LADOT Moves to Make Trains Move Faster on Expo, but Hasn’t Considered Signal Preemption
At the request of the City Council, LADOT has been working on a plan and pilot to improve the run-times of the oft-delayed and slow-moving E-Line (Expo) trains in Downtown Los Angeles. Earlier today, LADOT presented the results of their pilot program tinkering with light timing at Normandie and Exposition and got approval to expand the plan along the line.
You can read the report to the Council, here.
“To be clear,” declared Dan Mitchell with LADOT, “LADOT prioritizes transit in all the areas where the trains use traffic signals.”
So then why does it seem as though Expo trains are always running late and slow, especially in Downtown Los Angeles?
It’s because Expo is too popular.
Trains are waiting longer at stations than originally estimated because the line is attracting more customers than expected, explained Mitchell. The lights have not been retimed, and LADOT hasn’t studied why delays are happening since “Phase II” of the Expo Line opened connecting the original Culver City terminus with Downtown Santa Monica.
LADOT argues that the attack this problem it need not do anything too drastic and does not plan on giving signal preemption to Expo Trains insuring a congestion free trip to the hundreds of passengers on every Expo train. Instead, they believe they can improve the system to 90% on-time arrivals by tinkering with the light timing based on how long trains are actually waiting at stations and to allow the signals at intersections to have the ability to make a minor adjustment to their timing if a train is close to making a light. To offset the impact on car traffic, a future light cycle will give more time to a north-south green light and less to an east-west alignment.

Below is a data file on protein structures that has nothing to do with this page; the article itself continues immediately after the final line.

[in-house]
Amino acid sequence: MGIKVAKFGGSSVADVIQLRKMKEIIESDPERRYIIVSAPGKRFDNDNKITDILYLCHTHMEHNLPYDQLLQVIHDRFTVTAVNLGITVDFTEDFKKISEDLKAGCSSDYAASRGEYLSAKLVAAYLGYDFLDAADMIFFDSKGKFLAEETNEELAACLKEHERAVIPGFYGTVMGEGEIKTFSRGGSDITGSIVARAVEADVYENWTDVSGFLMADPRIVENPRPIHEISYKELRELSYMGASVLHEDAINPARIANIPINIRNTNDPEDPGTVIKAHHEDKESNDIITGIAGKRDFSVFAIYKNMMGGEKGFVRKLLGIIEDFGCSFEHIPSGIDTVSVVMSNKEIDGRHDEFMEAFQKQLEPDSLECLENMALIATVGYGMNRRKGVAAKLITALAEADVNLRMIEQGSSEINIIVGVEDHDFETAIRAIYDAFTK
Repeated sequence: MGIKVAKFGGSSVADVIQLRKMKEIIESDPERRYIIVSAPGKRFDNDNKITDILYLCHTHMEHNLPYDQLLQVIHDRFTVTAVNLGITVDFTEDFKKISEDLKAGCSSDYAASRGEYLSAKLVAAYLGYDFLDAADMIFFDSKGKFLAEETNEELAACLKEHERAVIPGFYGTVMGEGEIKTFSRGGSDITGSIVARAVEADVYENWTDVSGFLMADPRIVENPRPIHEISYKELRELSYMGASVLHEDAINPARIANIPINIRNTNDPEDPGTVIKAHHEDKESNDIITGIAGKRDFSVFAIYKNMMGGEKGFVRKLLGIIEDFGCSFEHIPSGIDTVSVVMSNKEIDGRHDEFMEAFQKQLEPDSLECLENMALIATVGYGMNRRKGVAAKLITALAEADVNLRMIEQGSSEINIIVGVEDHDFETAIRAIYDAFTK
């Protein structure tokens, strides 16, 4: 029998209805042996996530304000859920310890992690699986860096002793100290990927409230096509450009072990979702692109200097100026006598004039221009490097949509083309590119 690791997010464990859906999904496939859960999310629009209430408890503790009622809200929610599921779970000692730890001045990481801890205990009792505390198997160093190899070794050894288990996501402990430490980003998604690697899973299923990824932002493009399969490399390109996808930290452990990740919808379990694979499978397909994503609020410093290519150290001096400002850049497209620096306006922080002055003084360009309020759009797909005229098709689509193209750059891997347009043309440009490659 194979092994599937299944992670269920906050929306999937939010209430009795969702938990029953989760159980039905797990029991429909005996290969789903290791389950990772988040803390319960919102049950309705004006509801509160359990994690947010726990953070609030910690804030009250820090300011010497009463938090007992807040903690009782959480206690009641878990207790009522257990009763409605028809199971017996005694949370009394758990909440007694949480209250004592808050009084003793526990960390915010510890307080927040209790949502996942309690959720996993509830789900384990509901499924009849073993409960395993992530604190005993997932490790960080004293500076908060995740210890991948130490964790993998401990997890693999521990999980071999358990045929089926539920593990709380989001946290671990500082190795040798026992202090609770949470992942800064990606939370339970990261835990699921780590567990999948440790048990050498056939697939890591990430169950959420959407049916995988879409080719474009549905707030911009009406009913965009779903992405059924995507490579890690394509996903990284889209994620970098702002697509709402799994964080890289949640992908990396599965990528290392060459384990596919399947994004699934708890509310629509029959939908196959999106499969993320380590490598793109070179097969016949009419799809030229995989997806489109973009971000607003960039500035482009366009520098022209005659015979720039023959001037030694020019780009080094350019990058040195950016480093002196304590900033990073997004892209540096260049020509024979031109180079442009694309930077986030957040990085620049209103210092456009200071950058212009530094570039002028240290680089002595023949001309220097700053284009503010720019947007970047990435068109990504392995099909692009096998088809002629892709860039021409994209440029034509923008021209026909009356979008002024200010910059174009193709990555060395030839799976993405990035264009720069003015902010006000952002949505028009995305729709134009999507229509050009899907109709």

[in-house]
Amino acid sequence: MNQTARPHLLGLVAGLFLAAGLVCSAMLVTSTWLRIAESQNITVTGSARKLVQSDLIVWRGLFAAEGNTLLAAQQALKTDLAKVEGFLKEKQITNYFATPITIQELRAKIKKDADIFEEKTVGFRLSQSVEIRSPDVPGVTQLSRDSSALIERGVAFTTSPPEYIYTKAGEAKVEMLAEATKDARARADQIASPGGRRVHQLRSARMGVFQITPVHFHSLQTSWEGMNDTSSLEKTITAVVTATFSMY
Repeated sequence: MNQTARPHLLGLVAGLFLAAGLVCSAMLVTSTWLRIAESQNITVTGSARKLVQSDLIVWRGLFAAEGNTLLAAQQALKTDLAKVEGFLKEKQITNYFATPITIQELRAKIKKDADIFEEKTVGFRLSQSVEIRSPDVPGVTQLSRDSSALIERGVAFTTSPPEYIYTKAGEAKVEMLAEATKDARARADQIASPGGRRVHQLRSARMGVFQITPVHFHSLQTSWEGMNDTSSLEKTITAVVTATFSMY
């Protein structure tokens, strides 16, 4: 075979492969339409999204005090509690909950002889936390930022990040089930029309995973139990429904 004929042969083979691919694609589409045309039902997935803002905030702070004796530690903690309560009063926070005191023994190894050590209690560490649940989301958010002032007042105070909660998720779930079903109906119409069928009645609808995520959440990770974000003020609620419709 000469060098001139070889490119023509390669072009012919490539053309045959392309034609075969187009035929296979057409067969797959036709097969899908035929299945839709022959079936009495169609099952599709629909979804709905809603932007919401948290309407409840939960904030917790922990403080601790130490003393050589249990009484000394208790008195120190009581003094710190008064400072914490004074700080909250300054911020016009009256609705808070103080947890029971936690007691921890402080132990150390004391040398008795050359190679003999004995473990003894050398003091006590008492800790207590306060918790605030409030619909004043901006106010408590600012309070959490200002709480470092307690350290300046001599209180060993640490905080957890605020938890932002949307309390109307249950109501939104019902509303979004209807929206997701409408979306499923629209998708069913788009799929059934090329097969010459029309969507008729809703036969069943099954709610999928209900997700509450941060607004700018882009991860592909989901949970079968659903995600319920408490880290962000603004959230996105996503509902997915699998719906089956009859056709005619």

With these two changes at the Normandie intersection, Expo trains have run on-time between the stations of Western and Vermont 79% of the time, an increase of over 30%. Based on these findings, the City Council Transportation Committee unanimously approved a plan to repeat these changes up and down the Expo Line intersections throughout Los Angeles.
But not before Councilmember Mike Bonin asked the question many have wondered, “Why can’t we do signal preemption the entire way?”
Mitchell replied that LADOT has not even studied preemption along the entire route. In LADOT’s view, preemption is something that’s done in an emergency or special situation and that treating the arrival of a train as an “unexpected event” could actually make mobility along the corridor more difficult and would confuse pedestrians.
But Expo already receives signal preemptions at several places along the route, such as the crossing between Exposition and Arlington. The rail crossings may slow down car traffic as the gates go down well before the trains arrive as a safety precaution because of the trains’ high speed; but it has not caused the kind of anger or backlash that should cause the agency to be nervous about expanding preemption.
Bonin requested that LADOT study expanding the preemption area when it returns in 60 days.
Councilmember Paul Koretz, while supportive of the study, cautioned that preemption can cause delays for car drivers. He recounted a story about a car trip he took one day on Westwood Boulevard that resulted in a ten-minute delay as trains moved back and forth so frequently that the gates keeping cars off the rail tracks never went back up. Koretz also remembered the early days of Expo Phase II when he heard frequent complaints about the train tying up traffic, although he hasn’t heard them very recently as drivers have adjusted their schedules.
Koretz asked that LADOT also study whether Expo can add more rail cars to each train to serve the same number of passengers without having to run more frequent service. Metro has stated in the past that because of the platform size at stations, adding more cars without retrofitting many of the stations would not be feasible.